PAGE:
Definition: Autism is a general term for a group of complex disorders of brain development. These disorders are characterized, in varying degrees, by difficulties in social interaction, verbal and nonverbal communication and repetitive behaviours. In recent times all autism disorders were merged into one umbrella diagnosis of Autism spectrum disorders (ASD).
Symptoms and Treatment: Autism spectrum disorders (ASD) are characterized by social-interaction difficulties, communication challenges and a tendency to engage in repetitive behaviors. However, symptoms and their severity vary widely across these three core areas. Taken together, they may result in relatively mild challenges for someone on the high functioning end of the autism spectrum. Each child or adult with autism is unique so, each autism intervention plan should be tailored to address specific needs. Intervention can involve behavioral treatments, medicines or both. Many persons with autism have additional medical conditions such as sleep disturbance, seizures and gastrointestinal (GI) distress. Addressing these conditions can improve attention, learning and related behaviors.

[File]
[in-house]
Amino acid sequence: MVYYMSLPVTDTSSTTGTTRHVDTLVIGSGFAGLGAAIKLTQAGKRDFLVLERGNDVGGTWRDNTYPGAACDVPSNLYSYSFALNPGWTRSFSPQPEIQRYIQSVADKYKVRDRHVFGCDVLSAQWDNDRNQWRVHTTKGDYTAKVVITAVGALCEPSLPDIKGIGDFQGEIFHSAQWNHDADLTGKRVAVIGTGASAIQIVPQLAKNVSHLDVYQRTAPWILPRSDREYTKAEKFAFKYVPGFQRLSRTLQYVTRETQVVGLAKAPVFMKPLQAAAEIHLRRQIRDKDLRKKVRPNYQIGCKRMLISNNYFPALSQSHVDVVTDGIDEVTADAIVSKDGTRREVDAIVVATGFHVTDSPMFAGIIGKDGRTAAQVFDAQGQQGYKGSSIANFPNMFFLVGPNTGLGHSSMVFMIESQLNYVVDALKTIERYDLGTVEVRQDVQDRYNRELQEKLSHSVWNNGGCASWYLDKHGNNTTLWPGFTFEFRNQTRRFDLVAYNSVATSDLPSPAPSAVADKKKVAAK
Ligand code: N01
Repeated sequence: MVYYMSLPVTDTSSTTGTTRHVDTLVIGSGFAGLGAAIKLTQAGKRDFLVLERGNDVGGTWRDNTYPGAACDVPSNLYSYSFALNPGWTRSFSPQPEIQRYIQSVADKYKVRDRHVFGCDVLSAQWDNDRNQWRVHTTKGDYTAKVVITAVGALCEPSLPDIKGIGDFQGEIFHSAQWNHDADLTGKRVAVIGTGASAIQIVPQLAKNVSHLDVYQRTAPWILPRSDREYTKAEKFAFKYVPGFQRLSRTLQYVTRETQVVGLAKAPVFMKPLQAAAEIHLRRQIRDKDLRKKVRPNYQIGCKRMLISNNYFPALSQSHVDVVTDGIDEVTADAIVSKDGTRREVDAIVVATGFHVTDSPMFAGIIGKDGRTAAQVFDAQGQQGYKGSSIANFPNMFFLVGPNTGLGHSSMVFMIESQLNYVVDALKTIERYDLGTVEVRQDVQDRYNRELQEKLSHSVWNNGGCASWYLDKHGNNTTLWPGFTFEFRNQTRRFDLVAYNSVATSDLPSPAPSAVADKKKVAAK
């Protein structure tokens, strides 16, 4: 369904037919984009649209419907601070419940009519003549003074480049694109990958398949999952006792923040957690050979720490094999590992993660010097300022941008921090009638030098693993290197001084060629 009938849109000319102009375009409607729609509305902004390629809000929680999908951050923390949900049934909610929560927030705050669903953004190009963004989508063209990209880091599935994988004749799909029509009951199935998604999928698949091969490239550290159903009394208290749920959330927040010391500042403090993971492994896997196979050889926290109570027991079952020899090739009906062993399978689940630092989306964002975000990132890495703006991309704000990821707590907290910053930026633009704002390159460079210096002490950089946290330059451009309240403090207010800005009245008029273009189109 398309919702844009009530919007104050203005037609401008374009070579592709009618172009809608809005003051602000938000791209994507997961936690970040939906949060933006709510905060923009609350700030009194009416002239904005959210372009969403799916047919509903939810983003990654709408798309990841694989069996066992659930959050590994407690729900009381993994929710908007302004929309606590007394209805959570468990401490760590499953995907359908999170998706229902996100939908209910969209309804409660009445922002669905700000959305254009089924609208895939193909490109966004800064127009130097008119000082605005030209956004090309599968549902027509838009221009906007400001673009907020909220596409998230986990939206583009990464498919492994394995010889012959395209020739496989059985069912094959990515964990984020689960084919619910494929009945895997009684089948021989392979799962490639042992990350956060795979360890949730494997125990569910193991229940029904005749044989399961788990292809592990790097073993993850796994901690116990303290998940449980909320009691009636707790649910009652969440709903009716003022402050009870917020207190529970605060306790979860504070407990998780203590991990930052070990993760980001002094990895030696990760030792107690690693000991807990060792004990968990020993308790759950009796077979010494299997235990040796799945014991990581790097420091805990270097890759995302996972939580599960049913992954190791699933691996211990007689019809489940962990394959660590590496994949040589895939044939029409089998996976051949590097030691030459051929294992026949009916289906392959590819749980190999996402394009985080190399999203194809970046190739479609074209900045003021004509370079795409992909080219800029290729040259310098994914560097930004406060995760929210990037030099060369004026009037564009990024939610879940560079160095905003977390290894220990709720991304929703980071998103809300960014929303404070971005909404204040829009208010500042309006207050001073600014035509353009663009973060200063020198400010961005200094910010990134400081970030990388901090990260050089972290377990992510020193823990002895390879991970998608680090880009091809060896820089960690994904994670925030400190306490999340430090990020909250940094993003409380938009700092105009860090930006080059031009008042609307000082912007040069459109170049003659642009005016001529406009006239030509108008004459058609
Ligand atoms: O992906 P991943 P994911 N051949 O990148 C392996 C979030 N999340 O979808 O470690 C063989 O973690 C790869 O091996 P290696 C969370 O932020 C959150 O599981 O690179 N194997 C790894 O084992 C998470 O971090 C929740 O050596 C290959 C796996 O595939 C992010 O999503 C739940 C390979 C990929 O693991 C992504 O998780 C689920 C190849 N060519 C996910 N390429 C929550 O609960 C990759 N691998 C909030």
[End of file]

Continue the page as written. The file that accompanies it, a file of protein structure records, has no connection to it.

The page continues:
Statistics: In Belgium Autism statistics were resulted as that in pharmacokinetic studies, researchers have demonstrated that ethylmercury has a significantly shorter half-life than does methylmercury. In one pilot pharmacokinetic study, researchers examined concentrations of total mercury in blood, urine, and stool samples of infants 3 to 28 days after vaccination with TCVs. Forty full-term infants, half of whom were 2 months of age and half of whom were 6 months of age, received TCVs; 21 infants received thimerosal-free vaccines and served as the controls. Mercury was detectable in 12 of 17 tested samples from 2-month-old subjects and in 9 of 16 tested samples from the 6-month-old subjects in the study group.